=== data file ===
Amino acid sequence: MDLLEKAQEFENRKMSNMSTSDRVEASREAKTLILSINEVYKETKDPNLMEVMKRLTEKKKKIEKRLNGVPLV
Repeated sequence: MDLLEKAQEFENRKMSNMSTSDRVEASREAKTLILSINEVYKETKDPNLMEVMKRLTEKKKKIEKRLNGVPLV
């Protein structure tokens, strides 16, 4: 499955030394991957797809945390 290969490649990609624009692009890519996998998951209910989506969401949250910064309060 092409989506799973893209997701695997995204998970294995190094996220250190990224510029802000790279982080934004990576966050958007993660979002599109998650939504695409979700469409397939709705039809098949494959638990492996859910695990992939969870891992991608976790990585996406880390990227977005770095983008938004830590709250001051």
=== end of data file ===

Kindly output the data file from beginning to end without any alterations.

Amino acid sequence: MDLLEKAQEFENRKMSNMSTSDRVEASREAKTLILSINEVYKETKDPNLMEVMKRLTEKKKKIEKRLNGVPLV
Repeated sequence: MDLLEKAQEFENRKMSNMSTSDRVEASREAKTLILSINEVYKETKDPNLMEVMKRLTEKKKKIEKRLNGVPLV
């Protein structure tokens, strides 16, 4: 499955030394991957797809945390 290969490649990609624009692009890519996998998951209910989506969401949250910064309060 092409989506799973893209997701695997995204998970294995190094996220250190990224510029802000790279982080934004990576966050958007993660979002599109998650939504695409979700469409397939709705039809098949494959638990492996859910695990992939969870891992991608976790990585996406880390990227977005770095983008938004830590709250001051």